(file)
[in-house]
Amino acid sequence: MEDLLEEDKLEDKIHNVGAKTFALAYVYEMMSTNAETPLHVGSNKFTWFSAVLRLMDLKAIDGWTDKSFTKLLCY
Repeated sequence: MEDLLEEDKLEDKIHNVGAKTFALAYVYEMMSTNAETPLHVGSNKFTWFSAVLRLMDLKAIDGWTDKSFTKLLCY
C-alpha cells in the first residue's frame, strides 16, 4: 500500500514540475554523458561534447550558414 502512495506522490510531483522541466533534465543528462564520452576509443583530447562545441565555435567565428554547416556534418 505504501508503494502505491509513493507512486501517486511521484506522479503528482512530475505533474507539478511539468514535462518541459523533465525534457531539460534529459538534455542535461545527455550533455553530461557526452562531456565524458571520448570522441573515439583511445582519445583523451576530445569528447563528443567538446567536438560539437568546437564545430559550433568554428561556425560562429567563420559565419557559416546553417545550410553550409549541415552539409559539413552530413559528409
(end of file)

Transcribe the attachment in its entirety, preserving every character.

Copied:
[in-house]
Amino acid sequence: MEDLLEEDKLEDKIHNVGAKTFALAYVYEMMSTNAETPLHVGSNKFTWFSAVLRLMDLKAIDGWTDKSFTKLLCY
Repeated sequence: MEDLLEEDKLEDKIHNVGAKTFALAYVYEMMSTNAETPLHVGSNKFTWFSAVLRLMDLKAIDGWTDKSFTKLLCY
C-alpha cells in the first residue's frame, strides 16, 4: 500500500514540475554523458561534447550558414 502512495506522490510531483522541466533534465543528462564520452576509443583530447562545441565555435567565428554547416556534418 505504501508503494502505491509513493507512486501517486511521484506522479503528482512530475505533474507539478511539468514535462518541459523533465525534457531539460534529459538534455542535461545527455550533455553530461557526452562531456565524458571520448570522441573515439583511445582519445583523451576530445569528447563528443567538446567536438560539437568546437564545430559550433568554428561556425560562429567563420559565419557559416546553417545550410553550409549541415552539409559539413552530413559528409